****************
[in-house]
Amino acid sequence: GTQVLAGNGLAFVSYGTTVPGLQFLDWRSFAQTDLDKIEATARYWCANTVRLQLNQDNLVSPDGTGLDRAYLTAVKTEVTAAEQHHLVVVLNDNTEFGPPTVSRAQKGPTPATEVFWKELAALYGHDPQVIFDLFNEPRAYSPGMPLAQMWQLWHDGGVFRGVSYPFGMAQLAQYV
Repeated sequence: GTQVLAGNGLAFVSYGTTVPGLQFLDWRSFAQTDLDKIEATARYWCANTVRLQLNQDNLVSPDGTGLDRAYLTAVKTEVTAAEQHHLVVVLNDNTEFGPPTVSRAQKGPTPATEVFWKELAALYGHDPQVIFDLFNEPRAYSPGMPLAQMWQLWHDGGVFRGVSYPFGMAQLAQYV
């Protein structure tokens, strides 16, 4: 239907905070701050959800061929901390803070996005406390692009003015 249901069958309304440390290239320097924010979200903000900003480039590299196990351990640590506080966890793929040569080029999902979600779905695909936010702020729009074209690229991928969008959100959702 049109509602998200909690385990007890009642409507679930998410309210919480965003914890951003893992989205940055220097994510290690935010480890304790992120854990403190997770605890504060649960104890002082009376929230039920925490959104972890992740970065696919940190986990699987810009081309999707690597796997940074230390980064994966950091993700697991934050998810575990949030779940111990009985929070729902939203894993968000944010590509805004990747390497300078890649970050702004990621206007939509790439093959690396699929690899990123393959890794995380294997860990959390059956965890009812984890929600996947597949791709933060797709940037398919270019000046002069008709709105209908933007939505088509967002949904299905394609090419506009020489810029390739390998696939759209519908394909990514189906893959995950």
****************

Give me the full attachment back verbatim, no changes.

[in-house]
Amino acid sequence: GTQVLAGNGLAFVSYGTTVPGLQFLDWRSFAQTDLDKIEATARYWCANTVRLQLNQDNLVSPDGTGLDRAYLTAVKTEVTAAEQHHLVVVLNDNTEFGPPTVSRAQKGPTPATEVFWKELAALYGHDPQVIFDLFNEPRAYSPGMPLAQMWQLWHDGGVFRGVSYPFGMAQLAQYV
Repeated sequence: GTQVLAGNGLAFVSYGTTVPGLQFLDWRSFAQTDLDKIEATARYWCANTVRLQLNQDNLVSPDGTGLDRAYLTAVKTEVTAAEQHHLVVVLNDNTEFGPPTVSRAQKGPTPATEVFWKELAALYGHDPQVIFDLFNEPRAYSPGMPLAQMWQLWHDGGVFRGVSYPFGMAQLAQYV
């Protein structure tokens, strides 16, 4: 239907905070701050959800061929901390803070996005406390692009003015 249901069958309304440390290239320097924010979200903000900003480039590299196990351990640590506080966890793929040569080029999902979600779905695909936010702020729009074209690229991928969008959100959702 049109509602998200909690385990007890009642409507679930998410309210919480965003914890951003893992989205940055220097994510290690935010480890304790992120854990403190997770605890504060649960104890002082009376929230039920925490959104972890992740970065696919940190986990699987810009081309999707690597796997940074230390980064994966950091993700697991934050998810575990949030779940111990009985929070729902939203894993968000944010590509805004990747390497300078890649970050702004990621206007939509790439093959690396699929690899990123393959890794995380294997860990959390059956965890009812984890929600996947597949791709933060797709940037398919270019000046002069008709709105209908933007939505088509967002949904299905394609090419506009020489810029390739390998696939759209519908394909990514189906893959995950």